Easom and a walk to Dick
Nichols chased UF starter David

speciality, the discus, with a
170-2 toss, but lost out in a
close battle with Tennessees
Chip Kell in the shot put.
UFs team of OKeefee, Jerry
Fannin, Jim Dyson and Bob
Lang swept home in 3:15.2 to
win the mile relay.
Mike Burton collected two
seconds for the Gators with
efforts in the long jump and the
javelin.
Fannin was second in the
440-yard hurdles with a time of
53.1 and the UFs John Parkers
4:12.1 time was second to UTs
Dave Squire in the mile run.
Squire ran a 4:11.5 to win.
CRANE IMPORTS
SALES-SERVICE SALES-SERVICERE
RE SALES-SERVICERE PAIRS
(VOLVO)
Good Service Starts
at
CRANE IMPORTS
506 E. Univ. Ave. 372-4373

COURIER NAMED GATOR MVP

Kahn, a senior right-hander who
fanned nine Seminoles and gave
up but four hits in pitching one
of the best games of his career.
Larry Sheffield relieved and
struck out pinchhitter Greg
Schnute before Keith singled
into rightfield for the go-ahead
run. Skok gave himself some
insurance with a squeeze bunt
that upped the score to its final
margin, 3-1.
Jim Courier, voted Most
Valuable member of the 1969
Gator squad by his teammates
shortly after the doubleheader,
was in complete command-of
Fridays game.
The senior from Oviedo
allowed only one Seminole as far
as second base as he extended
his UF career record to 21-6 and
this seasons mark to 11-2.
Courier didnt walk a man in
recording his second shutout of
the campaign and his seventh
complete game, and he struck
out six. The blanking lowered
his earned run average to 1.89.
The Gators gave Courier
plenty of cushion in the fifth
inning when they exploded sor
six runs.
Defensive star of the series
who made at least

Next stop for the Gators
track team in the National
Collegiate Athletic Association
outdoor track championships in
Knoxville, Tenn., on June 19-21.

THIS
to.
KINGS FOOD HOST
o
Sundaes 25C
Banana Splits 39<;
(no go orders please)
f Kings Food Host
Two locations
1802 W. University 372-6820
1430 S.W. 13th Street 378-1656

four sterling catches from his
centerfield position.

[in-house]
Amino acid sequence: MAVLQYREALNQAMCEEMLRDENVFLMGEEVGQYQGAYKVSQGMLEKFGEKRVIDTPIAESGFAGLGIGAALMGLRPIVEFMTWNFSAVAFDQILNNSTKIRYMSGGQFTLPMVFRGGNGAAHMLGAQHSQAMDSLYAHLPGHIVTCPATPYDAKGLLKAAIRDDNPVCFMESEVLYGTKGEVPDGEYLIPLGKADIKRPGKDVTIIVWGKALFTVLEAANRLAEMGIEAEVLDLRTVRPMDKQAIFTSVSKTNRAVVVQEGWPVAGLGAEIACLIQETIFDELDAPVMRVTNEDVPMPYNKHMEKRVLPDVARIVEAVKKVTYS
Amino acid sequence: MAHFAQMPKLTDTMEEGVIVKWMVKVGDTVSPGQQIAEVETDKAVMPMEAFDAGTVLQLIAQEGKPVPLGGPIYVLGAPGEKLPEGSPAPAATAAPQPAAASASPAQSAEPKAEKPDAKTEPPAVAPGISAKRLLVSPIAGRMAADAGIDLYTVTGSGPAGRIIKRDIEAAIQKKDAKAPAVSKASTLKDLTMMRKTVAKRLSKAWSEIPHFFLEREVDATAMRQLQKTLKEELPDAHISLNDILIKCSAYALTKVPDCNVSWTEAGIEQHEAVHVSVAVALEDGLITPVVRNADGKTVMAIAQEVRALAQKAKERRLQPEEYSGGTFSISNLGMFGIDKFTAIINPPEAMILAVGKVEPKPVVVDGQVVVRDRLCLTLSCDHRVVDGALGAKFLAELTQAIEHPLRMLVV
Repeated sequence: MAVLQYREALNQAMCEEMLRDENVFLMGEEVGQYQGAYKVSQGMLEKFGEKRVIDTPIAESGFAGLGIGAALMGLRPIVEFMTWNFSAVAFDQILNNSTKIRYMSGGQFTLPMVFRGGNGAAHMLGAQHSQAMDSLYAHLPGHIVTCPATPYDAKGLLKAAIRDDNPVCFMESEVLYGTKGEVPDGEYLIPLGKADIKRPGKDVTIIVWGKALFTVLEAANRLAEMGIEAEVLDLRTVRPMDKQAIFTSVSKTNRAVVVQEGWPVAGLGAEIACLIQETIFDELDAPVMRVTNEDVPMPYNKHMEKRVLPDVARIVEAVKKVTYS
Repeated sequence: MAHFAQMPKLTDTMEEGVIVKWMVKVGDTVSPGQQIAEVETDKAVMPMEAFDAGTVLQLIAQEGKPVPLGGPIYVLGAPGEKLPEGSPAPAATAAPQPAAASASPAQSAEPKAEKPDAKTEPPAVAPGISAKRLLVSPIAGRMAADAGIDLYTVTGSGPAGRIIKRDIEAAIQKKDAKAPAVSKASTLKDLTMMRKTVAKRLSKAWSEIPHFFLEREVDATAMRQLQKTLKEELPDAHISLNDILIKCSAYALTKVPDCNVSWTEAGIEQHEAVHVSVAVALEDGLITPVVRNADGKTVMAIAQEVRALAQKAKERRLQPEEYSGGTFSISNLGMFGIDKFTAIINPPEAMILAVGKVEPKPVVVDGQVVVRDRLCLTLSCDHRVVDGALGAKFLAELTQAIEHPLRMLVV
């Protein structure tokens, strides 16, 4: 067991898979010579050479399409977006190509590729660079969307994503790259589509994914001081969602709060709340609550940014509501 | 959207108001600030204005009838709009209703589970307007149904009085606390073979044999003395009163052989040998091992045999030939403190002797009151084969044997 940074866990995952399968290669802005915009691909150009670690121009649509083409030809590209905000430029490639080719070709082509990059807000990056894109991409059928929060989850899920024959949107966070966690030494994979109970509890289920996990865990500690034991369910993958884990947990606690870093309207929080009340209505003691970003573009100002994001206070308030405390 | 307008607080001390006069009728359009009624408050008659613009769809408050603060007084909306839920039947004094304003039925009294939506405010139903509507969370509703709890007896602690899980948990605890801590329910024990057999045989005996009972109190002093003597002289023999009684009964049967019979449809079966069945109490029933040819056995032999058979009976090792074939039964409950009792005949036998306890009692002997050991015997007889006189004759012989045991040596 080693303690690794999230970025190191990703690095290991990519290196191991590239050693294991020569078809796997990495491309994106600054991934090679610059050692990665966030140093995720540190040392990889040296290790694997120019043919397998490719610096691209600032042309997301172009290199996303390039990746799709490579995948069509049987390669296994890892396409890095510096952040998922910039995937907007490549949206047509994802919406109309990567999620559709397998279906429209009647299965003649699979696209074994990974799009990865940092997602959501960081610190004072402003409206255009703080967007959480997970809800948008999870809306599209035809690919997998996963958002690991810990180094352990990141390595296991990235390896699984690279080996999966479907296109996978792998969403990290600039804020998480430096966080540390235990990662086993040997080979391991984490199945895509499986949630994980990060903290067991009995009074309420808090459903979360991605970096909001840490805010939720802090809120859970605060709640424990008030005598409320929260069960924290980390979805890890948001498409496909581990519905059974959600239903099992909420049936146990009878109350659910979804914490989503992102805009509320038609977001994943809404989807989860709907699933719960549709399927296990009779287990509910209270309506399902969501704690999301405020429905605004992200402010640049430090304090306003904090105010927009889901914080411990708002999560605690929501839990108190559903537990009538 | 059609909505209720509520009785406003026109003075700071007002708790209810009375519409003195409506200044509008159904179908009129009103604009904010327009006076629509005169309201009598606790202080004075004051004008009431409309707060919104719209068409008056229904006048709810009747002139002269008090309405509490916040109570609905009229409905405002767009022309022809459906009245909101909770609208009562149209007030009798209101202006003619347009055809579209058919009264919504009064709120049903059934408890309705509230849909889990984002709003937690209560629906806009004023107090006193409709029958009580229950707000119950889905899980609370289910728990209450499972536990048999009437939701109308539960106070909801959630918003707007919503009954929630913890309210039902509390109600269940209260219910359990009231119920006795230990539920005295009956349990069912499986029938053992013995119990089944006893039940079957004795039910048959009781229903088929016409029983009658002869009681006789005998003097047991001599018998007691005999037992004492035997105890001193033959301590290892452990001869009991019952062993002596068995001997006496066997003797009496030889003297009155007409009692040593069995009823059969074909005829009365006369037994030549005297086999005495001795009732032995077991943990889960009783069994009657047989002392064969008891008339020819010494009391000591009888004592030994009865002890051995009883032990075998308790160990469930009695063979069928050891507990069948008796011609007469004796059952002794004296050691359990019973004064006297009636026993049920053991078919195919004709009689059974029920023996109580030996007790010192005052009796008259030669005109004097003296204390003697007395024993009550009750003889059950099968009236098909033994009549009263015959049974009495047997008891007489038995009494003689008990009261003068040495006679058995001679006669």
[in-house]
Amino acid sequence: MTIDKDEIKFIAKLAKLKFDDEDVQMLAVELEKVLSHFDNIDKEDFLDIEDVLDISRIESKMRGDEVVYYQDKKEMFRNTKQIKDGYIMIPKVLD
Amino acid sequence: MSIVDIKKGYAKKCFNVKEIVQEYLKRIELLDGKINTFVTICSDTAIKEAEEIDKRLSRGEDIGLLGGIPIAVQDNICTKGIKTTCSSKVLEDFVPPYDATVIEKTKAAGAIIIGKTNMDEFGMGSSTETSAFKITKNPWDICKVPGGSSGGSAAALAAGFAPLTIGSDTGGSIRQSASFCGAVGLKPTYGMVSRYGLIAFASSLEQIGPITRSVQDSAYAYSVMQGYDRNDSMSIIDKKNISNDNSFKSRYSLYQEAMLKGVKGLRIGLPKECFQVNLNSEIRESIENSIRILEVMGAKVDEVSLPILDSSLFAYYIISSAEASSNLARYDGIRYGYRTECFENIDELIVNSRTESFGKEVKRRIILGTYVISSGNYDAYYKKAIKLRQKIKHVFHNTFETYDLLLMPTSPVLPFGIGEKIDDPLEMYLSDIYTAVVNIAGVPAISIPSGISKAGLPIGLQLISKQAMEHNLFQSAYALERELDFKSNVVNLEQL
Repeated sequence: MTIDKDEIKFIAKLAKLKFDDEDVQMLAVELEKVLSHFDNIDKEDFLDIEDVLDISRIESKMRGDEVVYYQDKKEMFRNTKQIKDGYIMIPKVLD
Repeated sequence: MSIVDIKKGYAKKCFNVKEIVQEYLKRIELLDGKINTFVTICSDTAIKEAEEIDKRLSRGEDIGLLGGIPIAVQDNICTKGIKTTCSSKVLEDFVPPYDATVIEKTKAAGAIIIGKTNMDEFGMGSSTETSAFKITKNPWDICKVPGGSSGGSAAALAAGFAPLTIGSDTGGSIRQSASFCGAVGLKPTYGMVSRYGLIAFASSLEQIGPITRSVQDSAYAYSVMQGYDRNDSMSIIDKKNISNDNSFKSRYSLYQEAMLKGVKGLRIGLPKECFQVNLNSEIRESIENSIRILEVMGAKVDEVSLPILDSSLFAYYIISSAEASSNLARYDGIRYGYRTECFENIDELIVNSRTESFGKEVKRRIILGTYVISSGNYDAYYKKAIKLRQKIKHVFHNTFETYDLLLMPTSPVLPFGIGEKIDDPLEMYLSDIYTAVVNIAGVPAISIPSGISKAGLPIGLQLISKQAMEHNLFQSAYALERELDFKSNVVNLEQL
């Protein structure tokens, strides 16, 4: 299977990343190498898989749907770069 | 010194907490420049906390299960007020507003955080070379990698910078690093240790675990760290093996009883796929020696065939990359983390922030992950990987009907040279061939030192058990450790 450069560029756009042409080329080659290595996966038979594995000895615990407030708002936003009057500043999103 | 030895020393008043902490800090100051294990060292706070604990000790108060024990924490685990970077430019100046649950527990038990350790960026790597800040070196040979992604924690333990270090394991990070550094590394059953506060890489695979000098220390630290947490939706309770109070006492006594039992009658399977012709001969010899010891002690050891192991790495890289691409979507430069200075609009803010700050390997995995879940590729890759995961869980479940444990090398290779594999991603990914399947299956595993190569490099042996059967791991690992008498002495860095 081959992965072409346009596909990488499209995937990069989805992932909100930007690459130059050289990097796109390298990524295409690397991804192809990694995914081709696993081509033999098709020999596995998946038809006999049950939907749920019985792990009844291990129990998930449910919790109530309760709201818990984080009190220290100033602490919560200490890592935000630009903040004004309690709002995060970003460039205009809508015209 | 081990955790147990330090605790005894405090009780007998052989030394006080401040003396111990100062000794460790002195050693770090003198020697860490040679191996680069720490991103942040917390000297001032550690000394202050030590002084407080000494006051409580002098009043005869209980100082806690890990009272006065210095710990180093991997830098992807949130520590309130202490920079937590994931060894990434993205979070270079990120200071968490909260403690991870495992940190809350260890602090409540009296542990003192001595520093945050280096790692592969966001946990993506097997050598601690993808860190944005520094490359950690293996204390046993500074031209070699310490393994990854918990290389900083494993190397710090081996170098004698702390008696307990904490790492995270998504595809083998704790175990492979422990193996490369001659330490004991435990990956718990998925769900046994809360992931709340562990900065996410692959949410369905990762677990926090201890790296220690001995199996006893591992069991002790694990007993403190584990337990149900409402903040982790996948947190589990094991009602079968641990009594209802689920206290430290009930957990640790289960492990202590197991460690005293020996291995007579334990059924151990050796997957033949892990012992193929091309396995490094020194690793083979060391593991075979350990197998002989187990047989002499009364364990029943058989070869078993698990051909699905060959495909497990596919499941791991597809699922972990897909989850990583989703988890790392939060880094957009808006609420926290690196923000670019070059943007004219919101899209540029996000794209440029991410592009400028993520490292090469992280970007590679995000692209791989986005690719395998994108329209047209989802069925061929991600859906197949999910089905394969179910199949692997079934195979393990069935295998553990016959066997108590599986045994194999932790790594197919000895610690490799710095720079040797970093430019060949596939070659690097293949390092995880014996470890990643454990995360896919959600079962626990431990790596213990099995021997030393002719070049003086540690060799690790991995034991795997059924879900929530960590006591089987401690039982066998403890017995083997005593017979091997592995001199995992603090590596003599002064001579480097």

The weekends games left the
UF a 3-2 series advantage over

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Westgate Shopping Center PHONE 378-3320
3321 W. University Ave. Gainesville, Florida

Monday, May 26,1969, The Florida Alligator,

FSU this season and 23-20 lead
overall. The Gators finished the
season with a 28-16 mark while
the Seminoles ended at 38-JJL__

Page 11



Page 12

!, The Florida Alligator, Monday, May 26, 1969

_
IHjT SENATE MEETING TOMORROW
KU M- HI jU U j 3 il v l 27, 1969. All Senators not going to be here for the summer
\ quarter must have their replacement nominees in by 5:00
\ § L SPONSORED BY STUDENT GOVERNMENT Jodav
STUDENT ACTIVITIES M
WANT YOU!! (X&
project directors needed
Project Directors and Cabinet Undersecretaries are needed immediately in the mM,
OUTDOOR AMPHITHEATRE PROJECT PUBLIC RELATIONS AGENCY
CAMPUS CO-OPERATIVE GROCERY-BOOK STORE MINORITY GROUP AFFAIRS
CAMPUS COMPUTER DATING SERVICE EDITOR OF INTER-ORGANIZATIONAL HANDBOOK
STUDENT COMMITTEE ON REORGANIZING EDUCATION (SCORE) MARRIED STUDENT AFFAIRS
SELECTIVE SERVICE INFORMATION BOOTH STUDENT GOVERNMENT BABY SITTING LISTING SERVICE
GENTLE MONDAY r DIRECTOR OF JUNIOR COLLEGE AFFAIRS
COMPUTERIZED CAMPUS OPINION POLL PROJECT (PULSE) FALL WELCOME WEEK CHAIRMAN
Applications for the above positions are available in Room 305 of
the Reitz Union. No previous student Government experience is
necessary. However, applicants must be attending the UF this
summer. Interested students may contact Student Body Vice
President Charles Harris at 392-1665 from 2 to 5 p.m. for further
details.
- - - -

teacher evaluation
Applications are now being accepted for staff personnel in Course and Teacher
Evaluation. The following positions are still open: (1) Research Director (design &
validate evaluation questionnaire and computer programs; improve program
effectiveness); (2) Operations Director (enlist faculty participation; supervise
administration of evaluation); (3) Publications Editor (edit, produce, and distribute the
Evaluation Booklet); (4) Public Relations Director (prepare press releases; explain
program to the academic community; handle special correspondence); (5) Executive
Secretary (coordinate and supervise the office activities); (6) Office secretaries (type, file,
and maintain orderly activity of the office).
Aplications may be picked up at the Activities Dest on the 3rd floor of the Reitz
Union.

S.G.P.
Applications are now being taken for
executive positions on Student Government
Productions. The Chairmanships for Finance,
Booking, and Production are available and a
ticket manager is needed.
SGP Chairman Alan Howes has asked all
interested students to pick up an application at
the Student Activities Desk as soon as possible.
Appointments will be made on the basis of job
qualifications and an interview.

BACK BY POPULAR DEMAND AT THE
-sf*- &atj)SkeUer
GENE MIDDLETON
THURSDAY FRIDAY SATURDAY
MAY 29.30 and 31

OFFICE OF MINORITY
AFFAIRS
Office of the Secretary of Minority Affairs
Needs personnel to fill staff And clerical
positions. Staff will work on:
Black student recruitment program
Black-White education
Fla. A& M UF student exchange

HOMECOMING
Applications for
Homecoming Positions are available at Student
Activities Desk
Gator Growl (world's largest std. production)
Parade
Alumni Events
Speical Functions
Barbeque
Technical

ACCENT
If you would like to work indecent '7O
and meet and work with some of the
important speakers who come to accent
the honored guests committee could
use your help Please leave your name
and phone number with the secretary in
room 305 of the J.W.R.U.